Cruise's legal team came back Thursday with an equally long list of demands for Bauer about its policies and practices regarding publishing stories about the actor, his family and the Church of Scientology. They also want Bauer to release the identities of the magazine's sources and disclose its policies and practices for obtaining information, paying sources and verifying the credibility of said sources.
Oh, and Team Cruise wants Bauer to detail its "history of bigotry and hatred toward minority religious groups and their members," which the Hollywood Reporter said may have been prompted by a recent report from the Wrap that said the German publisher holds assets in at least one magazine appealing to neo-Nazis, and is also involved in distributing Nazi-themed porn movies.
A briefing is scheduled for Feb. 28.
LINDSAY LOHAN FILM GETS DISTRIBUTION: We actually may get the chance to see Lindsay Lohan in a movie one more time.
Paul Schrader's film "The Canyons," has been acquired by IFC for distribution.
Schrader wasn't pleased after the movie, starring Lindsay Lohan and porn star James Deen, was shunned by the indie-festival circuit. According to the Daily Beast, he started whining about it without realizing the film already had offers on the table. IFC's official announcement includes a quote from Kent Jones, director of programming for the New York Film Festival, who called Lohan's performance "stunning" and the film "an inspiration and an example to us all."
Of course it is.
No release date was given.
FEBRUARY 16 IN HISTORY
Saturday is Feb. 16, the 47th day of 2013. There are 318 days left in the year.
1804: Lt. Stephen Decatur led a successful raid into Tripoli Harbor to burn the U.S. Navy frigate Philadelphia, which had fallen into the hands of pirates.
1862: The Civil War Battle of Fort Donelson in Tennessee ended as some 12,000 Confederate soldiers surrendered; Union Gen. Ulysses S. Grant's victory earned him the nickname "Unconditional Surrender Grant."
1868: The Benevolent and Protective Order of Elks was organized in New York City.
1923: The burial chamber of King Tutankhamen's recently unearthed tomb was unsealed in Egypt by English archaeologist Howard Carter.
1937: Dr. Wallace H. Carothers, a research chemist for Du Pont who'd invented nylon, received a patent for the synthetic fiber.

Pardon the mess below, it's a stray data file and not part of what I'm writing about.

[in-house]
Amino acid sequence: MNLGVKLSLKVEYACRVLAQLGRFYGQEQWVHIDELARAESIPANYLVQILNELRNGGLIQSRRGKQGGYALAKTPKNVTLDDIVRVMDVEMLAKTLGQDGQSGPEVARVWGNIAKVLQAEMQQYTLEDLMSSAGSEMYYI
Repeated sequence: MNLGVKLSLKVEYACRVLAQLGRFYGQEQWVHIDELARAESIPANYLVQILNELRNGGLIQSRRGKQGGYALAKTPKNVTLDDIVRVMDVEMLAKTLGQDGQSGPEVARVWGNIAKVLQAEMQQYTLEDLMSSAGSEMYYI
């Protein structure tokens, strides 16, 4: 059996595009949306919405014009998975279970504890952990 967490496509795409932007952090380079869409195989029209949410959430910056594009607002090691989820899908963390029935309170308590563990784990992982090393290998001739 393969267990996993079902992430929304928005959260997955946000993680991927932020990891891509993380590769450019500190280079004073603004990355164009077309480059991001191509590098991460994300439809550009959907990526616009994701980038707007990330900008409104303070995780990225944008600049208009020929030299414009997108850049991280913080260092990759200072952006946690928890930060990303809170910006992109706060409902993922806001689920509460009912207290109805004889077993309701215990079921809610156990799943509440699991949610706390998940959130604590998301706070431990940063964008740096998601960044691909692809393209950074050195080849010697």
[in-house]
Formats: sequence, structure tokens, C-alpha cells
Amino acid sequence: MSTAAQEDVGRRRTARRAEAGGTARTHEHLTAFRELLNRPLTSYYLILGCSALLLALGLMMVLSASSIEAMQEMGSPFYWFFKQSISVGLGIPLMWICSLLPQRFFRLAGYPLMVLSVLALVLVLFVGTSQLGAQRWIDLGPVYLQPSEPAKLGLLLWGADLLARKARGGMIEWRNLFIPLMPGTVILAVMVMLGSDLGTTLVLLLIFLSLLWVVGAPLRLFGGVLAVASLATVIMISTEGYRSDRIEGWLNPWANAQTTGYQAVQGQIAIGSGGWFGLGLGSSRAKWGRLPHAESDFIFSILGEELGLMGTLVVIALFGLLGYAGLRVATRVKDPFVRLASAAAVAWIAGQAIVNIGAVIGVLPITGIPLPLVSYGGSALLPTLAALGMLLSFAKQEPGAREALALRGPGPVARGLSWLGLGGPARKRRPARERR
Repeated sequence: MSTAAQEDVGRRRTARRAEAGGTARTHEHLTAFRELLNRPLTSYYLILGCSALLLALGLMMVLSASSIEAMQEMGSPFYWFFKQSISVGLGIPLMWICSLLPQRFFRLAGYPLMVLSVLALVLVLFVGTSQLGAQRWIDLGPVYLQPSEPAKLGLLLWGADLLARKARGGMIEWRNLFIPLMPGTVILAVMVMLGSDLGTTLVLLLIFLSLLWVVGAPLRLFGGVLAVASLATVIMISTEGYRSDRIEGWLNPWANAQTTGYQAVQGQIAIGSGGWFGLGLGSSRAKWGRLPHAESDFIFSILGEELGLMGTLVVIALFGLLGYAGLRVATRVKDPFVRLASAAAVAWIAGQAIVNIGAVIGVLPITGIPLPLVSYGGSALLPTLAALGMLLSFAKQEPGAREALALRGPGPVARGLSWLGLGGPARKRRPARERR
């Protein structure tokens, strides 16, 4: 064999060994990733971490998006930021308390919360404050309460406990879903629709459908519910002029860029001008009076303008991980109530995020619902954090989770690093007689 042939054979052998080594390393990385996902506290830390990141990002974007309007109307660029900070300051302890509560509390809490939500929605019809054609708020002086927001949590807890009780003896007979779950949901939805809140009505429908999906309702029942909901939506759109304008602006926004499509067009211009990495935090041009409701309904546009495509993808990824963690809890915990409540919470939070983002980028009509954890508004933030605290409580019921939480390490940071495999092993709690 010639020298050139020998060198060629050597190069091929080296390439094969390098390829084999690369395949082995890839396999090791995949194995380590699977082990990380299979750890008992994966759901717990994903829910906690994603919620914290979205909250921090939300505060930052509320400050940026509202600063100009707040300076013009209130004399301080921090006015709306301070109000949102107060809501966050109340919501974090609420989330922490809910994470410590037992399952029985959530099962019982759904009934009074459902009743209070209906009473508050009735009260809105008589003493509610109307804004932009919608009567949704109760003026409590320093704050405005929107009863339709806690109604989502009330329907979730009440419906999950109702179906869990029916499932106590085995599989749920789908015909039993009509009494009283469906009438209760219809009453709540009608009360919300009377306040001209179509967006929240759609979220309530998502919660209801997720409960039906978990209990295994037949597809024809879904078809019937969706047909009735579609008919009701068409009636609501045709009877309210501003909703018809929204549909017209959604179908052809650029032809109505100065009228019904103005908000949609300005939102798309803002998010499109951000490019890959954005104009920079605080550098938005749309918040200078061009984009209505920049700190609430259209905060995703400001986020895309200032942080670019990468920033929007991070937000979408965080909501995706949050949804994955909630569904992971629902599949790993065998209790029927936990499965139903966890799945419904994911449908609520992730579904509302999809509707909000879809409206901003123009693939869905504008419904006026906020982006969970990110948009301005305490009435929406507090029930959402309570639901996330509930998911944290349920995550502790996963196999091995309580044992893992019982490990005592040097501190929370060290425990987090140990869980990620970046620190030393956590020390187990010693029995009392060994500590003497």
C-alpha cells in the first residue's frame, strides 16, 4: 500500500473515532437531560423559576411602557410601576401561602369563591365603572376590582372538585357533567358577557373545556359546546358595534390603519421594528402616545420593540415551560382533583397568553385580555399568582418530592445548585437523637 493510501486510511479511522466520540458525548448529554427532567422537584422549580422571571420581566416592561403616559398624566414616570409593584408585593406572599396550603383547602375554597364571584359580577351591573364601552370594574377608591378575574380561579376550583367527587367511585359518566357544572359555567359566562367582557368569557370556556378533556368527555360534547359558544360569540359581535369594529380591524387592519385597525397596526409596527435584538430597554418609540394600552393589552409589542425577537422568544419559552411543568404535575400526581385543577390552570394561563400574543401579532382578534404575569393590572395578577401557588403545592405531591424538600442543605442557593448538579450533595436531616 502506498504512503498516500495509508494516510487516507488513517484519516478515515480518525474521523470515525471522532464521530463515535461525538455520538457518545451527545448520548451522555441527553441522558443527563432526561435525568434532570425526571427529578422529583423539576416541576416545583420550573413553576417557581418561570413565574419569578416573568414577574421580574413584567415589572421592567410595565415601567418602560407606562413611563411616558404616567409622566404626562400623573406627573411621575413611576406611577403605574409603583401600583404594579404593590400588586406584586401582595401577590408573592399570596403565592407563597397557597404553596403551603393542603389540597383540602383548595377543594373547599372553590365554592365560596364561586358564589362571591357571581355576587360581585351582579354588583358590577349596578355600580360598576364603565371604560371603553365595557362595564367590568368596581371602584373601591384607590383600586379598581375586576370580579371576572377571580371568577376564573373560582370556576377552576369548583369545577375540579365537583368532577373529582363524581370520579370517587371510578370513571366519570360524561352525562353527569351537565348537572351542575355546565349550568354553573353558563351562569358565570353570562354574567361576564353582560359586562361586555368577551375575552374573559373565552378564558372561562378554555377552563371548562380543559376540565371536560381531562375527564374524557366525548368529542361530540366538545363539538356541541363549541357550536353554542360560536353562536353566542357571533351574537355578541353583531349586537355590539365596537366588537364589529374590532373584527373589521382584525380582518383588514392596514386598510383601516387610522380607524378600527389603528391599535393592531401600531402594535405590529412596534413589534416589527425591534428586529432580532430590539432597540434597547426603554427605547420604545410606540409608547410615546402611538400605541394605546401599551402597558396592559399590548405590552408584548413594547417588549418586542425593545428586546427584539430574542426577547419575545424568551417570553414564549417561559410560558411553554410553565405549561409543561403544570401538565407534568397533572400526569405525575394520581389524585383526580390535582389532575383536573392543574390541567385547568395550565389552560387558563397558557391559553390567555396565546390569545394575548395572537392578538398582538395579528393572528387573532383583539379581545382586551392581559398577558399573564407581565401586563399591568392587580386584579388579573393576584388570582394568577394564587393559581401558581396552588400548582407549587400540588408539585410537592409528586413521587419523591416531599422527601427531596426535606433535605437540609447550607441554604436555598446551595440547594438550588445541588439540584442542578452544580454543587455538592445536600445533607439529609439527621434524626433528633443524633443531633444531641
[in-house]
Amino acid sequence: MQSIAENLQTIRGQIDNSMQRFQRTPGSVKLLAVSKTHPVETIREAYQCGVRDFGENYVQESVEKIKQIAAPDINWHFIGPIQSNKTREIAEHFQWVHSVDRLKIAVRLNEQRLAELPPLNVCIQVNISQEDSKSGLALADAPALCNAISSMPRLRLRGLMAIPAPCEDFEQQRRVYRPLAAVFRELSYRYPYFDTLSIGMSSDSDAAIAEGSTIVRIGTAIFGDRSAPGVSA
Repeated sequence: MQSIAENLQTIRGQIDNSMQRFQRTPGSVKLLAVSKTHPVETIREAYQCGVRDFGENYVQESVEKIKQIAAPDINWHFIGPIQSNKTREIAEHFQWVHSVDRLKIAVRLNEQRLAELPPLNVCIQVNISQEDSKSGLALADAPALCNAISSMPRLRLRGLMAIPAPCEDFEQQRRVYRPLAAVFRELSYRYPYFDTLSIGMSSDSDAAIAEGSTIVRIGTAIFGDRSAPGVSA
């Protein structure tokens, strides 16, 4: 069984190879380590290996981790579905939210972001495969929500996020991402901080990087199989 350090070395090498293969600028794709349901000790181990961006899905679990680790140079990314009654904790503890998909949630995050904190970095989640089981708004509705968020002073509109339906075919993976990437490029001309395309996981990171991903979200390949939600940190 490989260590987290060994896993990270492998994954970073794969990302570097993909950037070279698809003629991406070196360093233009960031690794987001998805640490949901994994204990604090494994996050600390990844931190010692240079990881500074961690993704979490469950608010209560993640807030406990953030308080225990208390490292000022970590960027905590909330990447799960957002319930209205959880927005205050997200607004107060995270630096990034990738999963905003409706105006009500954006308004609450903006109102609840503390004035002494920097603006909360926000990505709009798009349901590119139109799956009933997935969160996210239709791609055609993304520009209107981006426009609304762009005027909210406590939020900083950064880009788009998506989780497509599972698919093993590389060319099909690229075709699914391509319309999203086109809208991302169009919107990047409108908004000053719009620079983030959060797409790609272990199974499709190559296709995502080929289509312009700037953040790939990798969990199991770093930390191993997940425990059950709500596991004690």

1945: American troops landed on the island of Corregidor in the Philippines during World War II.
1959: Fidel Castro became premier of Cuba a month and a half after the overthrow of Fulgencio Batista.
1961: The United States launched the Explorer 9 satellite.
1968: The nation's first 911 emergency telephone system was inaugurated in Haleyville, Ala., as the speaker of the Alabama House, Rankin Fite, placed a call from the mayor's office in City Hall to a red telephone at the police station that was answered by U.S. Rep. Tom Bevill.
1987: John Demjanjuk went on trial in Jerusalem, accused of being "Ivan the Terrible," a guard at the Treblinka Nazi concentration camp. (Demjanjuk was convicted, but the conviction ended up being overturned by the Israeli Supreme Court.)
1988: Seven people were shot to death during an office rampage in Sunnyvale, Calif., by a man who was obsessed with a co-worker, who was wounded in the attack. (The gunman, Richard Farley, is under sentence of death.)
1998: A China Airlines Airbus A300-600R trying to land in fog near Taipei, Taiwan, crashed, killing all 196 people on board, plus six on the ground.
2003: More than 100,000 people demonstrated in the streets of San Francisco to protest a possible U.S. invasion of Iraq. Michael Waltrip raced past leader Jimmie Johnson to win the rain-shortened Daytona 500 for the second time in three years.
2012: A federal judge in Detroit ordered life in prison for Umar Farouk Abdulmutallab, a young Nigerian man who'd tried to blow up a packed Northwest jetliner with a bomb concealed in his underwear. New York Times correspondent Anthony Shadid, a two-time Pulitzer Prize winner, died of an apparent asthma attack in Syria while reporting on the uprising against its president; he was 43. Hall of Fame catcher Gary Carter died in West Palm Beach, Fla., at age 57.
Actor William Katt (62), singer James Ingram (61), actor LeVar Burton (56), actor-rapper Ice-T (55), International Tennis Hall of Famer John McEnroe (54), rock musician Andy Taylor (52), rock musician Dave Lombardo (Slayer) (48), rock musician Taylor Hawkins (Foofighters) (41), actress Elizabeth Olsen (24).